Francisco Meirino, Ilios: all sounds, composition
The title gives a clue. As a matter of fact, both artists utilized sounds and noises from the same construction site in Lausanne, Switzerland to create two contrastive tracks manifestly characterized by the individual composer’s style.
Meirino’s “Les Oiseaux Du Lac Stymphale” is rather in-your-face, privileging the direct “participation” of the workers in a number of acoustic close-ups revealing the classic bedlam of voices, crumbling materials and variegated clangors. The chemistry is improved by a broad compass of captivating frequencies, pulses and interferences: from huge subsonic bumps and hums to bizarre electronic tones and unorthodox sibilance. It’s an intriguing experiment in something that could be defined “enhanced musique concrete”, without ineffectual frills and special effects to perturb a listener merely inclined to focus on the whole’s inbuilt musicality.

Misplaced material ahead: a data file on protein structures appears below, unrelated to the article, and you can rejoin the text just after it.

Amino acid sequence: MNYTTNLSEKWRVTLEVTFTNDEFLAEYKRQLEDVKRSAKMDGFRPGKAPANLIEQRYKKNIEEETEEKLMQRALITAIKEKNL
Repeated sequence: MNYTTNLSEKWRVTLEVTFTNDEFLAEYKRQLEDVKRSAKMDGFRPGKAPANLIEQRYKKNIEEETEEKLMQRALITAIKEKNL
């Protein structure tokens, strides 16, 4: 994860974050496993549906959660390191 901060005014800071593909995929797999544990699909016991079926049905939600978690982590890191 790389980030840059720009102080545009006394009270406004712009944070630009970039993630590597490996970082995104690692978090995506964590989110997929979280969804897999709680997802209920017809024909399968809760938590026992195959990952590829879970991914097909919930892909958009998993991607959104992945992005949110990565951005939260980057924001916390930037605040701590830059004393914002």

In “L’Hydre De Lerne” Ilios grants some space to the aforementioned operational echoes, which at first made us think about a slightly different assemblage of equivalent factors belonging to the preceding episode. Fear not, though: after 180 seconds or so, one of the “lead singers” of the entire album – a monotone buzzing drill – becomes the origin of a monolithic agglomeration of electrically charged “oms” progressively growing in quantity of layers, quivering intensity and volume as they depict a very gradual glissando (reinforced by a strong low frequency from the nineteenth minute), ultimately suggesting a majestic wall of heavily bowed strings. The piece ends abruptly as we have just reached the condition of intellectual standby necessary to be sublimated by the arresting force of that giant resonance.